If you haven’t yet made plans for a scenic trip to the Blue Ridge Mountains, no need to worry…the Blue Ridge Mountains are coming to you (well, a little taste of them anyway).
Last week, Devils Backbone Brewing Co. in Roseland kicked off the draft roll-out of their exquisite Vienna Lager, Eight Point IPA and limited-release brews in restaurants and clubs throughout the northern Virginia area. “With tap takeovers and meet-the-brewer events in Alexandria and Arlington, the welcome festivities show no signs of slowing down as the parties continue over the next ten days,” said Megan Tuttle, craft beer manager of Guiffre Distributing in Alexandria.
Bottles already blanket the central part of the state near DBBC’s grassroots brewpub operation (nicknamed “Base Camp”) as a result of their $6 million undertaking, a brand new production brewery (called the “Outpost”) which opened three months ago in Lexington, Va to the bustling cacophony of a bottling line.
In addition to the late April draft roll-out in northern Virginia, DBBC began selling two of their flagship brands in six-packs throughout DC’s bedroom community.
Meanwhile, plans have been drawn for a controlled expansion into DC and parts of Maryland that will allow the brewery, expected to produce 10,000 barrels its first year, to deliver its beer to the new areas with the reliability of a Swiss commuter train.
“We are geared for growth, but we want to grow our roots deep in the Virginia soil and contiguous areas in a way that allows us to expand at a rate that continues our tradition of creating traditional, award-winning, local, craft beer,” said founder Steve Crandall. “I was raised in Fairfax County and went to W. T. Woodson and Oakton High, and I am excited about coming back to my hometown,” he added.
Devils Backbone Brewing Co. is the brainchild of Crandall, who has been in the custom home-building business for 30 years. It was born in Nelson County in November 2008 as a brewpub offering an amazing array of traditional America eats and custom-smoked meats at the base of Wintergreen Resort.
Brewmaster Jason Oliver, who worked out of Gordon Biersch’s DC location as their regional brew master, came to DBBC in 2007, There, he’s crafted 13 award-winning microbrews and taken the prestigious World Beer Cup title for small breweries in 2010. He is continually one-upping himself with an ever-changing selection of American-, English-, German-, Scottish- and Belgian-style beers, as well as experimental brews that defy styles.
DBBC released its first bottled offering from the Trail Blazers series, Belgian Congo Pale Ale, just last week. They plan to release these one-offs about every 4 to 5 weeks. Belgian Congo clocks in at a respectable 6.85% ABV. As Oliver describes it, “From the heart of darkness comes a Belgian-inspired pale ale of great enlightenment. Brewed like an IPA, it blends pine and citrus hop flavors with hints of apple and pear from a secret Belgian yeast strain.”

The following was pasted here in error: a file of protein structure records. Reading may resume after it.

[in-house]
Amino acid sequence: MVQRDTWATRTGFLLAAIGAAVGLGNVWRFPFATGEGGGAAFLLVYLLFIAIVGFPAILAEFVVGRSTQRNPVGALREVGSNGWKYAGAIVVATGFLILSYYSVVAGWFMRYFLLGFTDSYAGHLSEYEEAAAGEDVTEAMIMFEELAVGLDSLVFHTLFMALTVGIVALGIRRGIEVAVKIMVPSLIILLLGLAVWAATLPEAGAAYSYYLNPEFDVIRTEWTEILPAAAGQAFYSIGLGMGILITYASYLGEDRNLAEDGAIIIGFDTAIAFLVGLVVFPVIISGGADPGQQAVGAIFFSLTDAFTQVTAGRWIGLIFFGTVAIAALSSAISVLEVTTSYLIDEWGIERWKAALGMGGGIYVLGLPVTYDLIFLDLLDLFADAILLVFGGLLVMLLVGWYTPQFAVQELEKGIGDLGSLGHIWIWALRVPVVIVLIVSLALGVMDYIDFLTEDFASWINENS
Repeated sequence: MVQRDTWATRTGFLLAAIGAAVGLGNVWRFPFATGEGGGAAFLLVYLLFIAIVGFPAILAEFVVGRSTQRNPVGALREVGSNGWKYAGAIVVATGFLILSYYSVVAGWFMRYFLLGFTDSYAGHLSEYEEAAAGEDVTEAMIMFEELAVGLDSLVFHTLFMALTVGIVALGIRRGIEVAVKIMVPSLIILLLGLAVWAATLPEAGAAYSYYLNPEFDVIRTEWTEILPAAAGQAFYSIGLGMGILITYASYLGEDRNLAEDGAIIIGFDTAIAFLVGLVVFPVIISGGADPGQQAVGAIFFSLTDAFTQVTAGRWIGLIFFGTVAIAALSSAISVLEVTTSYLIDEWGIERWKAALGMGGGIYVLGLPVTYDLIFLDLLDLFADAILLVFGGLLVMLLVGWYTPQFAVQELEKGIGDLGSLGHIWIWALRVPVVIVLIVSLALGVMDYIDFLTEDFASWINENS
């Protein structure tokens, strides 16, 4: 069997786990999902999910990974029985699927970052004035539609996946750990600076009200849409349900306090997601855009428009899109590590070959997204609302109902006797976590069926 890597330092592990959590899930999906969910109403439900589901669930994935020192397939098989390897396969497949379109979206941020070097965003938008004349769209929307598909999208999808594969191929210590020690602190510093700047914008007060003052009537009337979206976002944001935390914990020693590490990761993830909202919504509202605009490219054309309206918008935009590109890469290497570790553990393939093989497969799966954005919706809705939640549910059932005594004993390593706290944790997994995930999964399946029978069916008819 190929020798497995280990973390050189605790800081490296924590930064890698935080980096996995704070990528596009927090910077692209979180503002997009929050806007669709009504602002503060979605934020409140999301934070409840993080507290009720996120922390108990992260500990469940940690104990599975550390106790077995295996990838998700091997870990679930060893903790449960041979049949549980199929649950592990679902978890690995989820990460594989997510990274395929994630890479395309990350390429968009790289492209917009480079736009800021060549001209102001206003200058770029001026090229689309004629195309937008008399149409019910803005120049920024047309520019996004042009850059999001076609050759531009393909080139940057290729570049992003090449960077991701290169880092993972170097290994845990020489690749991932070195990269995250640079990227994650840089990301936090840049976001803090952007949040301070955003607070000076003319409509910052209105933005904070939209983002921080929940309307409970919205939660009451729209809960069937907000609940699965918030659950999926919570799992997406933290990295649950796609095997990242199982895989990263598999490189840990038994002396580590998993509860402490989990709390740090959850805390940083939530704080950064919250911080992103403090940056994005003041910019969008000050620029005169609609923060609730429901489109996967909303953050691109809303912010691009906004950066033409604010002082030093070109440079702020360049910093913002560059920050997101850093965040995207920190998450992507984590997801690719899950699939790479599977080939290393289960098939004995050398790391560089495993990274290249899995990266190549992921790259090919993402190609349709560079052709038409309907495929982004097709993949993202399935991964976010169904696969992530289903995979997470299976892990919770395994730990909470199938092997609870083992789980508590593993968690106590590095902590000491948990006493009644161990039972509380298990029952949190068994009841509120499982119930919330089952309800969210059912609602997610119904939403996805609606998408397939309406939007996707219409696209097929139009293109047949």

But it’s their Vienna Lager that won the Great American Beer Festival’s coveted 2009 silver medal. It’s a personal favorite of mine. At SAVOR 2011, in spite of the 150 beers available for me to try, I had three – yes, three – tasters. One sample was just not enough.
I was captured by its depth of flavor and its amber-colored good looks, the way it blends color and flavor without heaviness or bitterness. This velvety lager is truly sessionable at 4.9% ABV.
Hopheads can indulge in their other regular offering, Eight Point IPA. The name was coined by Oliver after he encountered two eight-point bucks rustling along the fence early one morning while he was enjoying his coffee. It can be sampled at dozens of bars and restaurants around northern Virginia; bottles are also available in a bevy of off-premise variety, wine, liquor and specialty markets. The Eight Point IPA is brewed with Pilsen and caramel malts and torrified wheat along with Cascade, Centennial, Chinook, Columbus and Simcoe hops. At 5.9% ABV, it’s a surprisingly sessional but well-hopped IPA.
Founder Steve Crandall is an avid outdoorsman, hunter and hiker, but building a new brewery presented challenges he’d never encountered before. “We’re in Rockbridge County, and we hit rock, so that was a test of wills, which took time and money to solve,” he said. “In addition, operations demanded tall ceilings for the assembly line to encompass the massive silos, in addition to the monster fermenters, and of course a spot for a tasting bar,” he added.
Crandall has initially hired 11 employees at the new Rockbridge Outpost brewery, which is partially surrounded by six acres of dense trees with a view east for 20 miles to the Blue Ridge Mountains . He has already solicited a bounty of crops, including hops and barley, from local farmers to help grow his craft beer portfolio, so that the resultant beers will reflect the terroir of these exquisite surroundings.
Plans are underway to make growlers available at Whole Foods Market, said Crandall. These growlers are a good deal: each holds a little less than a standard six-pack, and the glass jugs can be re-used for multiple fillings.
Devils Backbone has also made a name for itself as a live musical entertainment destination and for its mountain bike, road bike and running competitions. They regularly feature local bluegrass and folk bands, as well as some southern rock and even hip-hop. Taking their endeavors to the next level, Devils Backbone created the Concert Grounds at Devils Backbone with an outdoor stage and amphitheater showcasing events such as the Blue Ridge Oyster Festival (held in April). For the first time this year, DBBC will host the Virginia Craft Brewers Fest on August 18th, with camping, music and a collection of the finest Virginia Craft breweries competing for the Virginia Beer Cup.
To learn more about Devils Backbone Brewing Company, or about the upcoming Virginia Craft Brewers Fest, visit www.devilsbackbonebrewingcompany.com.